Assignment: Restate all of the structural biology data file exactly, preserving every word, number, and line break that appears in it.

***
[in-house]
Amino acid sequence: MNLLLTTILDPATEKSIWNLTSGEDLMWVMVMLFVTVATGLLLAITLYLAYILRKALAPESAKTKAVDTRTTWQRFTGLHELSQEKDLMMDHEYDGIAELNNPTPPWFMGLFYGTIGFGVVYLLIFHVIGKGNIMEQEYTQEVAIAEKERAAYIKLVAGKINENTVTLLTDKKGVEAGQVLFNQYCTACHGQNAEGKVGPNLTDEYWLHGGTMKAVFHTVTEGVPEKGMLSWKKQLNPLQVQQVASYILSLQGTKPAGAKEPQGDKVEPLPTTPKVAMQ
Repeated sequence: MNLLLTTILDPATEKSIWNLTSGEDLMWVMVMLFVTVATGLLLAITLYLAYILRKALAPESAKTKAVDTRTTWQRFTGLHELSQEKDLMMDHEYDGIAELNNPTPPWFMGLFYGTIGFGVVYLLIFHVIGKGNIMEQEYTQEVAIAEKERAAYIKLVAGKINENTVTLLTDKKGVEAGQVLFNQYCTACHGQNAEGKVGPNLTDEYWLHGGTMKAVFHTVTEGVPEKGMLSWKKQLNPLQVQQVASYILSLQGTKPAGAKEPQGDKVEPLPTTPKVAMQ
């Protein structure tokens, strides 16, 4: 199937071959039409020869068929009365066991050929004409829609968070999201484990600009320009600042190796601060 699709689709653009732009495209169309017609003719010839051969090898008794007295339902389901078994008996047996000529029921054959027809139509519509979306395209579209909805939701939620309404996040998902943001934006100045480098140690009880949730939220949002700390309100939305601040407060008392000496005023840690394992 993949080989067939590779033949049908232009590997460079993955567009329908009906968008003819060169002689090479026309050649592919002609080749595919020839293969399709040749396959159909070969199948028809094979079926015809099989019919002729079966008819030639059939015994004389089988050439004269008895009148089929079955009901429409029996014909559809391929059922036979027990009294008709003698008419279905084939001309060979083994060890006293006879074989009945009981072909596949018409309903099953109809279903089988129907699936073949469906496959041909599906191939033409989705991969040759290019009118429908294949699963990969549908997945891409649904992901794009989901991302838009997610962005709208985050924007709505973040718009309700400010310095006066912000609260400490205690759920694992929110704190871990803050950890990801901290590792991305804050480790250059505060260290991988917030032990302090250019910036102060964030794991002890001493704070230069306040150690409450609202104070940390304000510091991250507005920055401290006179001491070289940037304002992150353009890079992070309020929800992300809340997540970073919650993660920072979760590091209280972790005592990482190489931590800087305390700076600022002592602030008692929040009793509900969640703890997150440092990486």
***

[in-house]
Amino acid sequence: MNLLLTTILDPATEKSIWNLTSGEDLMWVMVMLFVTVATGLLLAITLYLAYILRKALAPESAKTKAVDTRTTWQRFTGLHELSQEKDLMMDHEYDGIAELNNPTPPWFMGLFYGTIGFGVVYLLIFHVIGKGNIMEQEYTQEVAIAEKERAAYIKLVAGKINENTVTLLTDKKGVEAGQVLFNQYCTACHGQNAEGKVGPNLTDEYWLHGGTMKAVFHTVTEGVPEKGMLSWKKQLNPLQVQQVASYILSLQGTKPAGAKEPQGDKVEPLPTTPKVAMQ
Repeated sequence: MNLLLTTILDPATEKSIWNLTSGEDLMWVMVMLFVTVATGLLLAITLYLAYILRKALAPESAKTKAVDTRTTWQRFTGLHELSQEKDLMMDHEYDGIAELNNPTPPWFMGLFYGTIGFGVVYLLIFHVIGKGNIMEQEYTQEVAIAEKERAAYIKLVAGKINENTVTLLTDKKGVEAGQVLFNQYCTACHGQNAEGKVGPNLTDEYWLHGGTMKAVFHTVTEGVPEKGMLSWKKQLNPLQVQQVASYILSLQGTKPAGAKEPQGDKVEPLPTTPKVAMQ
């Protein structure tokens, strides 16, 4: 199937071959039409020869068929009365066991050929004409829609968070999201484990600009320009600042190796601060 699709689709653009732009495209169309017609003719010839051969090898008794007295339902389901078994008996047996000529029921054959027809139509519509979306395209579209909805939701939620309404996040998902943001934006100045480098140690009880949730939220949002700390309100939305601040407060008392000496005023840690394992 993949080989067939590779033949049908232009590997460079993955567009329908009906968008003819060169002689090479026309050649592919002609080749595919020839293969399709040749396959159909070969199948028809094979079926015809099989019919002729079966008819030639059939015994004389089988050439004269008895009148089929079955009901429409029996014909559809391929059922036979027990009294008709003698008419279905084939001309060979083994060890006293006879074989009945009981072909596949018409309903099953109809279903089988129907699936073949469906496959041909599906191939033409989705991969040759290019009118429908294949699963990969549908997945891409649904992901794009989901991302838009997610962005709208985050924007709505973040718009309700400010310095006066912000609260400490205690759920694992929110704190871990803050950890990801901290590792991305804050480790250059505060260290991988917030032990302090250019910036102060964030794991002890001493704070230069306040150690409450609202104070940390304000510091991250507005920055401290006179001491070289940037304002992150353009890079992070309020929800992300809340997540970073919650993660920072979760590091209280972790005592990482190489931590800087305390700076600022002592602030008692929040009793509900969640703890997150440092990486």